Echocardiography (ECO) was performed for premature infants (<34 weeks of gestation) weighing <1000 g and infants weighing >1000 g for PDA. Two-dimensional color Doppler echocardiography was performed using a GE Vivid 7 Pro, 10S transducer (GE Healthcare, Salt Lake City, UT, USA), and patients who had echocardiographic evidence of PDA postnatally at 48–96 h were followed in the NICU. Echocardiographic criteria for the diagnosis of PDA were included as a duct size >1.5 mm and a left atrium-to-aortic root (LA:Ao) >1.5 and/or left-to-right shunting of blood, or end-diastolic reversal of the blood flow in the aorta .
In the study group, blood samples were obtained immediate before commencing of ibuprofen treatment and 24 h after treatment by direct venipuncture. Blood samples were obtained on postnatal days 3–6 from infants in the control group. IMA was measured in the sera of infants in all groups.
Blood samples were collected in simple tubes containing no preservatives or separation gels, and centrifuged 30–45 min after collection. Obtained serum samples were refrigerated at −80 °C. Frozen samples were mixed thoroughly after thawing and centrifuged before analysis. Samples contained a trace amount of hemolysis were discarded. Colorimetric assay was developed to screen human serum samples for decreased cobalt binding to albumin. The assay method involved adding 15 microliter of 0.1 % cobalt chloride (Sigma, CoCl2·6H2O) in H2O to 50 microliters of serum, gently mixing, and waiting 10 min for adequate cobalt-albumin binding. Fifty microliters of dithiothreitol (DTT) (Sigma, 1.5 mg/ml H2O) was added as a colorizing agent and the reaction was quenched 2 min later by adding 1.0 mL of 0.9 % NaCl. Using an ELISA reader at 450 nm (Bio-Tek ELX 800 Absorbance microplate reader, Bio-Rad, USA and Bio-Tek ELx50 microplateauto strip washer, Bio-Rad, USA) color development with DTT was compared to a serum-cobalt blank without DTT and reported in absorbance units (ABSU).
All data were analyzed using SPSS ver. 20 (SPSS, Inc., Chicago, IL). The Student’s t test was used for comparing quantitative data, as well as descriptive statistical methods (mean and standard deviation). The Kolmogorov–Smirnov test was used to determine if the sample values suited to a normal distribution. Paired-Sample Test was used to assess changes between parameters with a normal distribution such as IMA of infants in the study and control groups. The Yates continuity correction test (Yates corrected Chi squared test) was used to compare qualitative data. Spearman’s correlation analysis was used to evaluate correlations between parameters. Diagnostic screening tests to determine the cut off for IMA (sensitivity, specificity, positive predictive value, negative predictive value) and ROC curve analysis was used. All quantitative results were reported with 95 % confidence intervals, and a p value. p < 0.01 and <0.05 was considered significant.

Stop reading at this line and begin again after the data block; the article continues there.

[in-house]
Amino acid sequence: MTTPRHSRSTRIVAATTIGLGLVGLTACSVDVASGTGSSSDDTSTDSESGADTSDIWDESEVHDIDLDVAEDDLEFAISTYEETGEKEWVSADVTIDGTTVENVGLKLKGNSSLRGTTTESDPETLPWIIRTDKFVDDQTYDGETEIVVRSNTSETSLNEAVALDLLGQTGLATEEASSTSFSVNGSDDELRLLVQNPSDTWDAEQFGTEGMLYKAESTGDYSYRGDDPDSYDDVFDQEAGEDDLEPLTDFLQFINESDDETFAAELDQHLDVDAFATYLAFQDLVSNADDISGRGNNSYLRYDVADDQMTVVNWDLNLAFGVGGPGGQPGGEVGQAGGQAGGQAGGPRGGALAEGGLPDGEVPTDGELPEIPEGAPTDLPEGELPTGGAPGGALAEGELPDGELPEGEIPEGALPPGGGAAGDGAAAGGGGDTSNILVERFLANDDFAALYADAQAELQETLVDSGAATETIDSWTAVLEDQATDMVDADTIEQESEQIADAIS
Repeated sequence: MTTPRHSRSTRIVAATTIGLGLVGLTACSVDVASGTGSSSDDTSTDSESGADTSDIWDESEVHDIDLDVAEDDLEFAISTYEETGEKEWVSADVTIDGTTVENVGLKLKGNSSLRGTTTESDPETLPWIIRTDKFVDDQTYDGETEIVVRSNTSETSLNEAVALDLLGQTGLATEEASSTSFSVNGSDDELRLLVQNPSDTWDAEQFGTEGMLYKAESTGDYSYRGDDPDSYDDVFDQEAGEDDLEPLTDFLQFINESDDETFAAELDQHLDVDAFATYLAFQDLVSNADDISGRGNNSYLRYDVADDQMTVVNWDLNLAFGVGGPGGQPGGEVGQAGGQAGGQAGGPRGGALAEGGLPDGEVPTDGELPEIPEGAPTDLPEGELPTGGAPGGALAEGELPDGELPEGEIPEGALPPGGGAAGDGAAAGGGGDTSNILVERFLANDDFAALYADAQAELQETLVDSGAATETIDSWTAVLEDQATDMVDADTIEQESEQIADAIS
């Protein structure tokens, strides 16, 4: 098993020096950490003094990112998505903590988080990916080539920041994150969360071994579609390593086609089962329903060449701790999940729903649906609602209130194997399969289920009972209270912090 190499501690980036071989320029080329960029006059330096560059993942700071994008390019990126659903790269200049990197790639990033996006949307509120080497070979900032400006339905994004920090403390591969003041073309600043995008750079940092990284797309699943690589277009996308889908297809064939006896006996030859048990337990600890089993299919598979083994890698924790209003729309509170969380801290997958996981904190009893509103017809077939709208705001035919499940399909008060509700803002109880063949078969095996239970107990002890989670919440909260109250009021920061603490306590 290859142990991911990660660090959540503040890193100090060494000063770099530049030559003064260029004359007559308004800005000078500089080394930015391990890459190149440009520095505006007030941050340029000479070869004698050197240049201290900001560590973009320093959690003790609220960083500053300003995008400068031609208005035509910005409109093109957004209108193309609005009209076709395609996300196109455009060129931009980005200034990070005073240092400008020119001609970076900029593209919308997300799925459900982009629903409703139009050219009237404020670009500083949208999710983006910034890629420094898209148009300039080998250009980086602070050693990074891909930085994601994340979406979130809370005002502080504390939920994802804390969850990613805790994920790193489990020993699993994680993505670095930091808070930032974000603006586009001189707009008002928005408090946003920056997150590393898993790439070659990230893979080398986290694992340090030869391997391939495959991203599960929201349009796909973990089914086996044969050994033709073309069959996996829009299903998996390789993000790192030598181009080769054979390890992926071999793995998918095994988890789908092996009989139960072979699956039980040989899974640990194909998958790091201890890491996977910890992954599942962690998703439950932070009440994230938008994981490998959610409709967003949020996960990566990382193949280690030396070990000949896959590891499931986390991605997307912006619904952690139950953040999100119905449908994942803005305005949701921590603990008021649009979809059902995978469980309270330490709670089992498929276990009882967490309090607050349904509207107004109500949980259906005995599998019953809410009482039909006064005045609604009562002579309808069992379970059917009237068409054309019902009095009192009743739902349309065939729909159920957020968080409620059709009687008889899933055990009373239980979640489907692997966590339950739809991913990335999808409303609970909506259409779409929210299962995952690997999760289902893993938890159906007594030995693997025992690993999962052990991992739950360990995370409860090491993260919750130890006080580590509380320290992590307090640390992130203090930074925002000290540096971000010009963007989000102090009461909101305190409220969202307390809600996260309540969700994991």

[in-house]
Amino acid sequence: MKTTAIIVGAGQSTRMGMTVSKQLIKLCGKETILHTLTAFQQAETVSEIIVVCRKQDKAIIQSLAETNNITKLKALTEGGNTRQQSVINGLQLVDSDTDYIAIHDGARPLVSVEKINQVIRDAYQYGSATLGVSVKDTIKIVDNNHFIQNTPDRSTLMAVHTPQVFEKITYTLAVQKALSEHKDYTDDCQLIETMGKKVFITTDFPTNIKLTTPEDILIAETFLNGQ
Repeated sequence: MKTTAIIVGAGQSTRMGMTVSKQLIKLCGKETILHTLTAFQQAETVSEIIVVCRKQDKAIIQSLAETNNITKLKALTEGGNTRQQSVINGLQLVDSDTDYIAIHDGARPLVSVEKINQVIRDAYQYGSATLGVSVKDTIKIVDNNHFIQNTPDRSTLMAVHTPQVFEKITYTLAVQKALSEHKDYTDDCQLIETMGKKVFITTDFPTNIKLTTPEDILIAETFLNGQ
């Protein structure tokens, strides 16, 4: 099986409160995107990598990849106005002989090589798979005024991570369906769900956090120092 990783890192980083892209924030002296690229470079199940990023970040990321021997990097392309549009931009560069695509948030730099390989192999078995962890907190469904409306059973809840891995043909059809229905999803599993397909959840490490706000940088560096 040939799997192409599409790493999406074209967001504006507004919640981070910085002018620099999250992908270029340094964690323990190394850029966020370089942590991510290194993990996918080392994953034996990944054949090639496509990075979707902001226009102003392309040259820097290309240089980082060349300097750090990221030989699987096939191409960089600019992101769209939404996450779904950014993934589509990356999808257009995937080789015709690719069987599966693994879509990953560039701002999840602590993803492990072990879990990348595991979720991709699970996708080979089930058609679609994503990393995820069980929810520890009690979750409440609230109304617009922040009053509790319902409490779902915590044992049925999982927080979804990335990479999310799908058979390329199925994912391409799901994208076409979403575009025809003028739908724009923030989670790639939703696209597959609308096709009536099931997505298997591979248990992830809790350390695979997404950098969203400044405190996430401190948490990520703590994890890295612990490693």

Seventy-three infants were included in our study; 34 in the study group and 42 in the control group. Three infants were excluded from the study because of severe pulmonary hemorrhage during medication, and 1 infant was excluded because of NEC. Therefore, the study was completed with 30 infants in the study group. No significant difference was found between the groups in terms of gender, gestational age, birth weight and modes of delivery (p > 0.05). Demographic characteristics of both groups are shown in Table 1.
Twenty-two (73.3 %) infants in the study group and 29 (69.1 %) infants in the control group were administered surfactant due to respiratory distress syndrome. The mean duration on mechanical ventilation was 9.5 ± 11.6 (range 0–52) days and mean duration on NCPAP was 6.9 ± 8.6 (range 0–42) days in the study group. The mean duration on a mechanical ventilation was 6.4 ± 11.6 (range 0–18) days and the mean duration on NCPAP was 4.7 ± 8.2 (range 0–28) days in the control group. There were statistically significant differences between groups in terms of duration on mechanical ventilation and duration on NCPAP (p = 0.006, and p = 0.012, respectively). The mean duration of oxygen administration was 19.3 ± 14.0 (range 5–55) days in the study group and 5.5 ± 4.6 (range 0–11) days in the control group. There was a statistically significant difference between the groups in terms of duration of oxygen administration (p < 0.001). The mean duration of hospital stay was also longer in the study group than control group (38.5 ± 16.3, range 8–65 days vs. 24.3 ± 11.7, range 2–35 days, respectively; p < 0.001). The mean PDA diameter of infants was 2.14 ± 0.54 (range 1.5–3.0 mm) and LA/Ao ratio was 1.9 ± 0.2 (range 1.6–2.3). Clinical features of the patients are shown in Table 1.